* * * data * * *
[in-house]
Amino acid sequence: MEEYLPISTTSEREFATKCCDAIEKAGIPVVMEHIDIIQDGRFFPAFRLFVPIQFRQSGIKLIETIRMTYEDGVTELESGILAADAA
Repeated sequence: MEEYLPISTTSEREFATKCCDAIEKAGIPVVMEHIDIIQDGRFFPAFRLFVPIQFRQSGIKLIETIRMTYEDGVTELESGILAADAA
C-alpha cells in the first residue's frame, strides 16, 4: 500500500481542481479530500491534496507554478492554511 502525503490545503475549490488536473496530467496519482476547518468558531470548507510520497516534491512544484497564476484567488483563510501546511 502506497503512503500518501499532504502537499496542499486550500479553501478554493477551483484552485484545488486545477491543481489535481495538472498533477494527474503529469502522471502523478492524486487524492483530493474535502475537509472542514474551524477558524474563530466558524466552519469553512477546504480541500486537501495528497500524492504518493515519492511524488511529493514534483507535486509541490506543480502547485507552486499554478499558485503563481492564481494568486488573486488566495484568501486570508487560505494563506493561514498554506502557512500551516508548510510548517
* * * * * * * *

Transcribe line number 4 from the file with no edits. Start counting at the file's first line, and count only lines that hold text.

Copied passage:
C-alpha cells in the first residue's frame, strides 16, 4: 500500500481542481479530500491534496507554478492554511 502525503490545503475549490488536473496530467496519482476547518468558531470548507510520497516534491512544484497564476484567488483563510501546511 502506497503512503500518501499532504502537499496542499486550500479553501478554493477551483484552485484545488486545477491543481489535481495538472498533477494527474503529469502522471502523478492524486487524492483530493474535502475537509472542514474551524477558524474563530466558524466552519469553512477546504480541500486537501495528497500524492504518493515519492511524488511529493514534483507535486509541490506543480502547485507552486499554478499558485503563481492564481494568486488573486488566495484568501486570508487560505494563506493561514498554506502557512500551516508548510510548517